Egypt's new cabinet promised to keep subsidies in full and draw in foreign investment at its first meeting since an uprising driven in part by poverty and economic hardship broke out two weeks ago.
The government also said, in separate statements on Monday, that it would raise some state wages and pensions by 15 percent and was exempting some late loan and tax payments from fines.
Faced with the unprecedented protests, Mubarak sacked his cabinet last month and appointed a new one which he ordered to preserve subsidies, a sensitive issue at any time in Egypt where many rely on subsidised food to survive.
The economic liberalisation policies of the former cabinet, praised by foreign investors, had been criticised by poor Egyptians for aiding the rich and hurting them.
"The current government is resolved on promoting and implementing a total open door policy and speeding up to the extent we can attract more foreign investment," the new prime minister, Ahmed Shafiq, said after the first cabinet meeting.
"We have complete confidence in the success of our policy," Shafik said, adding that the government would preserve its subsidies "in full and without limit."
The former finance minister forecast last year that Egypt would spend 101 billion Egyptian pounds ($16.97 billion) on subsidies in 2010/11. Another former minister said last month Egypt might spend an extra 4.5-7 billion pounds on subsidies.
Shafiq said the cabinet had formed a committee to closely monitor developments in the economy.
Several major sources of revenue have been hit. Tourists have fled Egypt and Egyptians working abroad have been reluctant to send money home. The Egyptian pound hit a new six-year low after markets reopened after a week on Sunday.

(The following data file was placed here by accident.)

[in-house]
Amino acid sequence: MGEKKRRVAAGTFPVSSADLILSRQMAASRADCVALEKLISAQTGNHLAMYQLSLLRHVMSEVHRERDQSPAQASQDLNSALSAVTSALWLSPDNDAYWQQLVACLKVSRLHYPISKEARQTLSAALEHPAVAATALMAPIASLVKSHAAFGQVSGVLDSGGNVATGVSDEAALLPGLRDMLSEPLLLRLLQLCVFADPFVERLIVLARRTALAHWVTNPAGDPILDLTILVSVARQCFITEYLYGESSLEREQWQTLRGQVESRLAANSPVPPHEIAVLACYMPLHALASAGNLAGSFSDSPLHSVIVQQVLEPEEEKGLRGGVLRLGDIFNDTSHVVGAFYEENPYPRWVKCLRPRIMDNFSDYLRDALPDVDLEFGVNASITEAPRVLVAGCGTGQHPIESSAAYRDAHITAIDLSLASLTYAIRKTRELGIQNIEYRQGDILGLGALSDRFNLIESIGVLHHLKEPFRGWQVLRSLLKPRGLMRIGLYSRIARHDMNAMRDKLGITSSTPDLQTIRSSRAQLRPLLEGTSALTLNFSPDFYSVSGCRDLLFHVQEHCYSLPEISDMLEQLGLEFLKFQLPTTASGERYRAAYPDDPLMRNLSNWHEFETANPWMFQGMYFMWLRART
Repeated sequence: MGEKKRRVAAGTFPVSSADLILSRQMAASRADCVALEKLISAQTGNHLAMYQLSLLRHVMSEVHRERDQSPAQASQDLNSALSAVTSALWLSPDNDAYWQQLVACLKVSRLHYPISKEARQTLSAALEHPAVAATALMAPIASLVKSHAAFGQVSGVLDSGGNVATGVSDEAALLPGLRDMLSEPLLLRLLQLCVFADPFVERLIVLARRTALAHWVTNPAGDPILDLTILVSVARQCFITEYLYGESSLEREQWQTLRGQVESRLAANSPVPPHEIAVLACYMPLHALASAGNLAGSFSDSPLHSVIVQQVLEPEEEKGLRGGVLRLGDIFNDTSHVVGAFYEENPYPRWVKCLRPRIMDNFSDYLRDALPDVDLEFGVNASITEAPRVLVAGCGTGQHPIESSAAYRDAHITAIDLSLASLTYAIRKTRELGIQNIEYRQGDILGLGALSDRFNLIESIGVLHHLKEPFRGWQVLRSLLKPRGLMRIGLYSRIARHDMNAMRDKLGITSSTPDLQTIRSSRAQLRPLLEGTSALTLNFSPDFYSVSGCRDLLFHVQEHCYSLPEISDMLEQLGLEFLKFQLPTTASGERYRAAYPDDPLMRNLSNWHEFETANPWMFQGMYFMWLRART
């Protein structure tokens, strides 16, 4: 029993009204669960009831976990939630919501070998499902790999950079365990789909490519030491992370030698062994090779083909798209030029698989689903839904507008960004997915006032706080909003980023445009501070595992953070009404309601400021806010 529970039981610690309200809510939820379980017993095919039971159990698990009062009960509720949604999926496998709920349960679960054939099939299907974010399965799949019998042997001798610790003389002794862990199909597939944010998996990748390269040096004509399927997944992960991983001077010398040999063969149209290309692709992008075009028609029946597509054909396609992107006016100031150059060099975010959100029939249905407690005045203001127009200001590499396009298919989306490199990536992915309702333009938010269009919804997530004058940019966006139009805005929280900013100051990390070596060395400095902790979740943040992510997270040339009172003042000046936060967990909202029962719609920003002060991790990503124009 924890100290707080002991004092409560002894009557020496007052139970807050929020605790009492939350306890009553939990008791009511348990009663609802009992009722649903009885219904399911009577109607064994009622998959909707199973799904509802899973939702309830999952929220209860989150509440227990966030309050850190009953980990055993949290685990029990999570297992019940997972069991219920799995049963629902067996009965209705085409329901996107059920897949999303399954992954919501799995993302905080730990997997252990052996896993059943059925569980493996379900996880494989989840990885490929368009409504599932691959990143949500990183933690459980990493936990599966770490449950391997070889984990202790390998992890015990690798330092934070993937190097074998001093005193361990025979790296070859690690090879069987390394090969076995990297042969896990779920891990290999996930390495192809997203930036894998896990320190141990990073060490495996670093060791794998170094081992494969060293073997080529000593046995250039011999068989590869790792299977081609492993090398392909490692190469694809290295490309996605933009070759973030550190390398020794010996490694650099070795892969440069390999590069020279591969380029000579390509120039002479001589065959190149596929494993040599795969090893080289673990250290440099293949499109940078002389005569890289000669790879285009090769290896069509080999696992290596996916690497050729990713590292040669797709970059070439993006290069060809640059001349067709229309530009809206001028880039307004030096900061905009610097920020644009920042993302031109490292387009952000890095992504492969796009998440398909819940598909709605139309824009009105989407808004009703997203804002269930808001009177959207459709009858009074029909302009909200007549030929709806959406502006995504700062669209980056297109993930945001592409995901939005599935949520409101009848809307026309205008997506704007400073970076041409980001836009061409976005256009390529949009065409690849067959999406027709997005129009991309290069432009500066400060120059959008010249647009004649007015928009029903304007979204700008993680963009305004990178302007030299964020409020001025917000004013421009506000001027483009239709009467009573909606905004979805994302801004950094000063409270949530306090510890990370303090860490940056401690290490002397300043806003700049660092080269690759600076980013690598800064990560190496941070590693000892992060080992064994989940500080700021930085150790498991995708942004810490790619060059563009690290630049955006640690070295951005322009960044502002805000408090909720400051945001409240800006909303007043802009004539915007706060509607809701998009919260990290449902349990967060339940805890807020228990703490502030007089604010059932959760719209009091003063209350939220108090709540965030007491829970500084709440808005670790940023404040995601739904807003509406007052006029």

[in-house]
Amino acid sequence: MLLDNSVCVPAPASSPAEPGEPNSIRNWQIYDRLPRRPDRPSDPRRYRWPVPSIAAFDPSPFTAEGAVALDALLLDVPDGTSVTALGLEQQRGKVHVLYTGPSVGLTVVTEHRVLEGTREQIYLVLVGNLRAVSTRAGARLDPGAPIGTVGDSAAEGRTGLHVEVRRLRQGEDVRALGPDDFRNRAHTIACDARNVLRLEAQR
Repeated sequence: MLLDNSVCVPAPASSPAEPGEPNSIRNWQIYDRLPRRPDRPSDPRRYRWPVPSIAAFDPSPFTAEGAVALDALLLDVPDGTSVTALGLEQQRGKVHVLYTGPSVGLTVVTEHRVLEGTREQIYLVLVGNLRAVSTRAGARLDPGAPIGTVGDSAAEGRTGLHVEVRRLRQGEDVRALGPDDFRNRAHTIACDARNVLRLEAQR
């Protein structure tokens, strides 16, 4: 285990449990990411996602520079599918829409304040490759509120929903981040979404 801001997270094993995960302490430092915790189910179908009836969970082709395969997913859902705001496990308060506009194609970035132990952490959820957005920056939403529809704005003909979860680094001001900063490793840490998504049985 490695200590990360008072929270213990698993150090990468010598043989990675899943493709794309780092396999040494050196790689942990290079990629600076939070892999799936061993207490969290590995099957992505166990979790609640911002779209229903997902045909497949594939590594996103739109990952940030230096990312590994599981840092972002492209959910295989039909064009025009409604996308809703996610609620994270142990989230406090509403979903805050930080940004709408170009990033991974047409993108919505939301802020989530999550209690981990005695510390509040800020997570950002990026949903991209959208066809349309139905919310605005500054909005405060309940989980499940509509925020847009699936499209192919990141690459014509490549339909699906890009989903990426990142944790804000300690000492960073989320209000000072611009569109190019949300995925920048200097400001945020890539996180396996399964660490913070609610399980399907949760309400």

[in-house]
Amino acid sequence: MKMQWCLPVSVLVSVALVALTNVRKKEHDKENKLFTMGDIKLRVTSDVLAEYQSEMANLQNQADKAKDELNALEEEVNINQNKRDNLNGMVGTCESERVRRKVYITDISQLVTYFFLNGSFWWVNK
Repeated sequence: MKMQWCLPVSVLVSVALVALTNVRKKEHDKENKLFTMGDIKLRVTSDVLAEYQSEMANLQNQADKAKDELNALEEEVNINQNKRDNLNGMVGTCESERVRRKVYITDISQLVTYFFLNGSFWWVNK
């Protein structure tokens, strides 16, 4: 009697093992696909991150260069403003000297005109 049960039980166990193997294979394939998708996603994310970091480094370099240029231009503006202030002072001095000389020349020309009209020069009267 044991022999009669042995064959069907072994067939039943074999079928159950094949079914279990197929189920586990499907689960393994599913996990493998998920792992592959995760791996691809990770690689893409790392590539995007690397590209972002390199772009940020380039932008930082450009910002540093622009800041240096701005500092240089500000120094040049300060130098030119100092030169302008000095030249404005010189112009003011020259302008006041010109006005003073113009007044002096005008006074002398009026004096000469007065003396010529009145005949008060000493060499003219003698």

The central bank governor, Farouk el-Okdah, said in an interview on Saturday that growth, previously running at about 6 percent, would slide. He did not give a new estimate.
Wages, pensions hiked
A ministerial committee approved raising wages of civil servants, as well as military and civilian pensions, by 15 percent from April 1, the state news agency MENA reported.
It said wages would rise for workers in state administrative jobs, but did not give details.
Finance Minister Samir Radwan said raising pensions alone would cost the government about 6.5 billion Egyptian pounds ($1.09 billion), MENA reported.
Egypt ran a budget deficit in the year to June 2010 of 8.1 percent of gross domestic product. Its revenues in 2009/2010 were 269 billion pounds. It had expected to reduce the deficit to 7.9 percent in 2010/11 before protests erupted on Jan. 25.
The Finance Ministry also said in a statement it was letting taxi owners participating in a state-sponsored programme to revamp the capital's taxi fleet delay January payments until the end of their loan period without fines or interest.
It said it would exempt taxpayers from fines and interest on late payments of sales taxes for January and February, which would require legislative changes.
The ministry added it was also exempting late payments into social security funds from interest.
ReutersLast Mod: 08 Şubat 2011, 11:47